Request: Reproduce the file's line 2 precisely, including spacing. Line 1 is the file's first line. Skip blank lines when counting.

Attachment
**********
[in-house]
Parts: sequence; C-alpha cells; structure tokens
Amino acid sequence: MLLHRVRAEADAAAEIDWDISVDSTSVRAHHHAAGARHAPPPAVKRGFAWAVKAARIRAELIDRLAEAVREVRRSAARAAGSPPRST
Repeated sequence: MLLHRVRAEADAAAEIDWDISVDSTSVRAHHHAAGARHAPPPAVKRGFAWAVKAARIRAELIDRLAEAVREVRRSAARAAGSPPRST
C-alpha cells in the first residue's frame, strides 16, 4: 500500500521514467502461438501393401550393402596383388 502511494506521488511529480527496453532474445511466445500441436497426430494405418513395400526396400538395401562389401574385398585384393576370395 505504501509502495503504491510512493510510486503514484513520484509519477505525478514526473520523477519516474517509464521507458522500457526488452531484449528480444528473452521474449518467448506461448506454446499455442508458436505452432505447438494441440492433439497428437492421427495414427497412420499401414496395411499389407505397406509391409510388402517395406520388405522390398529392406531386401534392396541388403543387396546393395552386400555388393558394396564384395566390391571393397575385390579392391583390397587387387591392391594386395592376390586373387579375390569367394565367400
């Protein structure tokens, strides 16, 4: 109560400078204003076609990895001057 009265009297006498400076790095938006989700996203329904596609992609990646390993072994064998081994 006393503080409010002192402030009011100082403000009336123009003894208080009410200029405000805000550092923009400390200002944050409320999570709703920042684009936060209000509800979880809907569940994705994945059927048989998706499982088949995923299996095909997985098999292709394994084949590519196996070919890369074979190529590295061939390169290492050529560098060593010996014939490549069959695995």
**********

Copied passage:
Parts: sequence; C-alpha cells; structure tokens